The U.S. Department of Justice (DOJ) has issued a final rule to amend its Americans with Disabilities Act (ADA) regulations in order to incorporate the statutory changes to the ADA federal disability law, which were set forth in the ADA Amendments Act of 2008 and took effect on January 1, 2009.
The DOJ has made several major revisions to the meaning and interpretation of the term disability in the ADA Amendments Act. The revised language clarifies that the term disability shall be interpreted “broadly” and “applied without extensive analysis”. Minimizing the need for extensive evaluations that often cost thousands of dollars! This is intended to make it easier for an individual to establish that he or she has a disability. The rule took effect on October 11, 2016.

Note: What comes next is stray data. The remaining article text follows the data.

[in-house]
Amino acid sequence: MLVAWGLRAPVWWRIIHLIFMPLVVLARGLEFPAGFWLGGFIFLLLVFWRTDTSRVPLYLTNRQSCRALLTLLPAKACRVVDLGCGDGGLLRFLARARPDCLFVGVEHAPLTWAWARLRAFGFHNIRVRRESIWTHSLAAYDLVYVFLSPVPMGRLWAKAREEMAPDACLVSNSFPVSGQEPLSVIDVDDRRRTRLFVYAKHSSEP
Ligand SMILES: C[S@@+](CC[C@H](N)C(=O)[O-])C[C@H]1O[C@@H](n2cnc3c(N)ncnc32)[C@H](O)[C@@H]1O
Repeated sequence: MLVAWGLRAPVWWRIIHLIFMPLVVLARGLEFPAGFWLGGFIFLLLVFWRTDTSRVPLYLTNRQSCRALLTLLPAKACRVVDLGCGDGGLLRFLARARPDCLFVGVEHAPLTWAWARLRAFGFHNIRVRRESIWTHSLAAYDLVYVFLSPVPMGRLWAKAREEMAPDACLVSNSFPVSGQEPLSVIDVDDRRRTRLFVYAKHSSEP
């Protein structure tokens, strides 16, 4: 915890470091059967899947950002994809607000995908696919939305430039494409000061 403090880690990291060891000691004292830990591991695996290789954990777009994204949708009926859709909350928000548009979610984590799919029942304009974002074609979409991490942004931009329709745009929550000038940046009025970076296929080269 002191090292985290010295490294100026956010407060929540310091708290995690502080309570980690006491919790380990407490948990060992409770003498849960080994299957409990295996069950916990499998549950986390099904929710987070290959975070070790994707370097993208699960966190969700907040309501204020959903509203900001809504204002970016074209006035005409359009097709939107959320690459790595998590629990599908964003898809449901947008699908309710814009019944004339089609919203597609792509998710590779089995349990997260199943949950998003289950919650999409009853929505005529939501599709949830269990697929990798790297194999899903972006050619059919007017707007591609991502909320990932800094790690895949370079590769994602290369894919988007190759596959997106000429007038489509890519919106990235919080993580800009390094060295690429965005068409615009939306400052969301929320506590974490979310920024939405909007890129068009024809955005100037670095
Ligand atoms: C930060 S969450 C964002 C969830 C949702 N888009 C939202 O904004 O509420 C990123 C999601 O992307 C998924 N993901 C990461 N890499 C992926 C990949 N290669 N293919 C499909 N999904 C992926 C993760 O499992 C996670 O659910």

In addition to requiring the definition of disability to be broadly interpreted, the final regulations expand the definition of “major life activities” by providing a non-exhaustive list of major life activities that specifically includes the operation of major bodily functions. The activity of “writing” was added as an example of a major life activity. Reading, concentrating, thinking, and communicating were also included among others.
This is a great step in the right direction to make identification and accommodations for the disabled more accessible. The Lexercise evaluation follows ADA regulations. If your child needs a school accommodations plan (aka, a 504 Plan) for a reading or writing disability our evaluation should provide the school’s assessment team with what they need to write an effective, individualized plan that complies with the ADA.
For more information on the final rule see the Federal Register [PDF], Vol. 81, No. 155, August 11, 2016.